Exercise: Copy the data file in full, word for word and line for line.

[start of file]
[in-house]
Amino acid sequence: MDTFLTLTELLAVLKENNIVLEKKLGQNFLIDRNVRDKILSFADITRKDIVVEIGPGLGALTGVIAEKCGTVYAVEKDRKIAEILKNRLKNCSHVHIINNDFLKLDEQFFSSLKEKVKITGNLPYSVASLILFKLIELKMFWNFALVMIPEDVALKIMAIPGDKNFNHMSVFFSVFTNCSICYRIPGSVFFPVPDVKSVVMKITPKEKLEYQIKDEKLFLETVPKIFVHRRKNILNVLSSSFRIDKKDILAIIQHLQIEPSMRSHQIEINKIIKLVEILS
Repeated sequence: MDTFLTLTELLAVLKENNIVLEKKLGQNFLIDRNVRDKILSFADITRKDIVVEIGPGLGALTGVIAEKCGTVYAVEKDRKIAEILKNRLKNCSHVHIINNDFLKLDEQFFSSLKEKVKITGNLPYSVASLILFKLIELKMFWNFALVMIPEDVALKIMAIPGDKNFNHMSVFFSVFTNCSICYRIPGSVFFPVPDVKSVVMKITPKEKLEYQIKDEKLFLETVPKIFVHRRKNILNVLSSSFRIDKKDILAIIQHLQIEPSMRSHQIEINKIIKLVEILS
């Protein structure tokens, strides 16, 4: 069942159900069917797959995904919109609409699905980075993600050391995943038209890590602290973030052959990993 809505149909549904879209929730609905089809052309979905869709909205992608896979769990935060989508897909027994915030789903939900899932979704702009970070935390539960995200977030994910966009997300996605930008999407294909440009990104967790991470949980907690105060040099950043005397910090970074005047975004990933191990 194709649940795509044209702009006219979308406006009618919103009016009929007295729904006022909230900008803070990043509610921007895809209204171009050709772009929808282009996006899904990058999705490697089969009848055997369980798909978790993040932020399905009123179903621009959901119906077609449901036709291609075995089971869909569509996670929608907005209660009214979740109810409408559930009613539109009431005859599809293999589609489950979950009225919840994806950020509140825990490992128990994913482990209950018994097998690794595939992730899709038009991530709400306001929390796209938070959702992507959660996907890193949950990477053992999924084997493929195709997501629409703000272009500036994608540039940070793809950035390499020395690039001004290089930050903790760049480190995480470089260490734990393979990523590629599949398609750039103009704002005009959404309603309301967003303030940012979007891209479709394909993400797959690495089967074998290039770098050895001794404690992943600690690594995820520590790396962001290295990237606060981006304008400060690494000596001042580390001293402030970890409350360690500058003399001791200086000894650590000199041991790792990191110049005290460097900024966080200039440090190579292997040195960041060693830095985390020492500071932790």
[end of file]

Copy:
[in-house]
Amino acid sequence: MDTFLTLTELLAVLKENNIVLEKKLGQNFLIDRNVRDKILSFADITRKDIVVEIGPGLGALTGVIAEKCGTVYAVEKDRKIAEILKNRLKNCSHVHIINNDFLKLDEQFFSSLKEKVKITGNLPYSVASLILFKLIELKMFWNFALVMIPEDVALKIMAIPGDKNFNHMSVFFSVFTNCSICYRIPGSVFFPVPDVKSVVMKITPKEKLEYQIKDEKLFLETVPKIFVHRRKNILNVLSSSFRIDKKDILAIIQHLQIEPSMRSHQIEINKIIKLVEILS
Repeated sequence: MDTFLTLTELLAVLKENNIVLEKKLGQNFLIDRNVRDKILSFADITRKDIVVEIGPGLGALTGVIAEKCGTVYAVEKDRKIAEILKNRLKNCSHVHIINNDFLKLDEQFFSSLKEKVKITGNLPYSVASLILFKLIELKMFWNFALVMIPEDVALKIMAIPGDKNFNHMSVFFSVFTNCSICYRIPGSVFFPVPDVKSVVMKITPKEKLEYQIKDEKLFLETVPKIFVHRRKNILNVLSSSFRIDKKDILAIIQHLQIEPSMRSHQIEINKIIKLVEILS
């Protein structure tokens, strides 16, 4: 069942159900069917797959995904919109609409699905980075993600050391995943038209890590602290973030052959990993 809505149909549904879209929730609905089809052309979905869709909205992608896979769990935060989508897909027994915030789903939900899932979704702009970070935390539960995200977030994910966009997300996605930008999407294909440009990104967790991470949980907690105060040099950043005397910090970074005047975004990933191990 194709649940795509044209702009006219979308406006009618919103009016009929007295729904006022909230900008803070990043509610921007895809209204171009050709772009929808282009996006899904990058999705490697089969009848055997369980798909978790993040932020399905009123179903621009959901119906077609449901036709291609075995089971869909569509996670929608907005209660009214979740109810409408559930009613539109009431005859599809293999589609489950979950009225919840994806950020509140825990490992128990994913482990209950018994097998690794595939992730899709038009991530709400306001929390796209938070959702992507959660996907890193949950990477053992999924084997493929195709997501629409703000272009500036994608540039940070793809950035390499020395690039001004290089930050903790760049480190995480470089260490734990393979990523590629599949398609750039103009704002005009959404309603309301967003303030940012979007891209479709394909993400797959690495089967074998290039770098050895001794404690992943600690690594995820520590790396962001290295990237606060981006304008400060690494000596001042580390001293402030970890409350360690500058003399001791200086000894650590000199041991790792990191110049005290460097900024966080200039440090190579292997040195960041060693830095985390020492500071932790």